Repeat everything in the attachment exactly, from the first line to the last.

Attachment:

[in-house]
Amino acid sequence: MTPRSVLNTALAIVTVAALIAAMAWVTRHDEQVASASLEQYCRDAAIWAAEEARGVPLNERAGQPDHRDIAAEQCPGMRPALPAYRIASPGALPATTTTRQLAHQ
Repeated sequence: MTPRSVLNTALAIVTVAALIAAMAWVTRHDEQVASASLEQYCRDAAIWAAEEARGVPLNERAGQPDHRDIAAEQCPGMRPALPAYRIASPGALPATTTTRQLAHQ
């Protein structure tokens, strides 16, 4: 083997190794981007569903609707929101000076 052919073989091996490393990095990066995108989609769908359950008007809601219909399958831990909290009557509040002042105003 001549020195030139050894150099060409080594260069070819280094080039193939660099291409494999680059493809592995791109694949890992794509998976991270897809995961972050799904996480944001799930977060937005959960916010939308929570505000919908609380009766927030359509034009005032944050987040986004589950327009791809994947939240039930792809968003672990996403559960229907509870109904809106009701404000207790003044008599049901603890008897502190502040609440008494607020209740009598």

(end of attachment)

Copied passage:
[in-house]
Amino acid sequence: MTPRSVLNTALAIVTVAALIAAMAWVTRHDEQVASASLEQYCRDAAIWAAEEARGVPLNERAGQPDHRDIAAEQCPGMRPALPAYRIASPGALPATTTTRQLAHQ
Repeated sequence: MTPRSVLNTALAIVTVAALIAAMAWVTRHDEQVASASLEQYCRDAAIWAAEEARGVPLNERAGQPDHRDIAAEQCPGMRPALPAYRIASPGALPATTTTRQLAHQ
């Protein structure tokens, strides 16, 4: 083997190794981007569903609707929101000076 052919073989091996490393990095990066995108989609769908359950008007809601219909399958831990909290009557509040002042105003 001549020195030139050894150099060409080594260069070819280094080039193939660099291409494999680059493809592995791109694949890992794509998976991270897809995961972050799904996480944001799930977060937005959960916010939308929570505000919908609380009766927030359509034009005032944050987040986004589950327009791809994947939240039930792809968003672990996403559960229907509870109904809106009701404000207790003044008599049901603890008897502190502040609440008494607020209740009598």